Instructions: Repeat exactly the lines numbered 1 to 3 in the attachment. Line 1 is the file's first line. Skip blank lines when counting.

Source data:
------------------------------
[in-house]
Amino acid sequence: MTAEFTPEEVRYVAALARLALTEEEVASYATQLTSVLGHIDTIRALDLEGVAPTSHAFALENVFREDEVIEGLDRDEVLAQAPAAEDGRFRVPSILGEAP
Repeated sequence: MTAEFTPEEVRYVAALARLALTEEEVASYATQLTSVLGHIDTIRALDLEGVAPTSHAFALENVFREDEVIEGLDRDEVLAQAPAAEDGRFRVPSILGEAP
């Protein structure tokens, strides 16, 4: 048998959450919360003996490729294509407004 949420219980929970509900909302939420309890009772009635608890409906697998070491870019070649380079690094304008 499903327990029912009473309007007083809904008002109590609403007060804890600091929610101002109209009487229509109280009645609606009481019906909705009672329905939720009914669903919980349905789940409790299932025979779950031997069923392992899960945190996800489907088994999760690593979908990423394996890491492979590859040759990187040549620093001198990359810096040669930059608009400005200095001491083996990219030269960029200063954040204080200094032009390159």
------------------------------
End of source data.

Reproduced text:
[in-house]
Amino acid sequence: MTAEFTPEEVRYVAALARLALTEEEVASYATQLTSVLGHIDTIRALDLEGVAPTSHAFALENVFREDEVIEGLDRDEVLAQAPAAEDGRFRVPSILGEAP
Repeated sequence: MTAEFTPEEVRYVAALARLALTEEEVASYATQLTSVLGHIDTIRALDLEGVAPTSHAFALENVFREDEVIEGLDRDEVLAQAPAAEDGRFRVPSILGEAP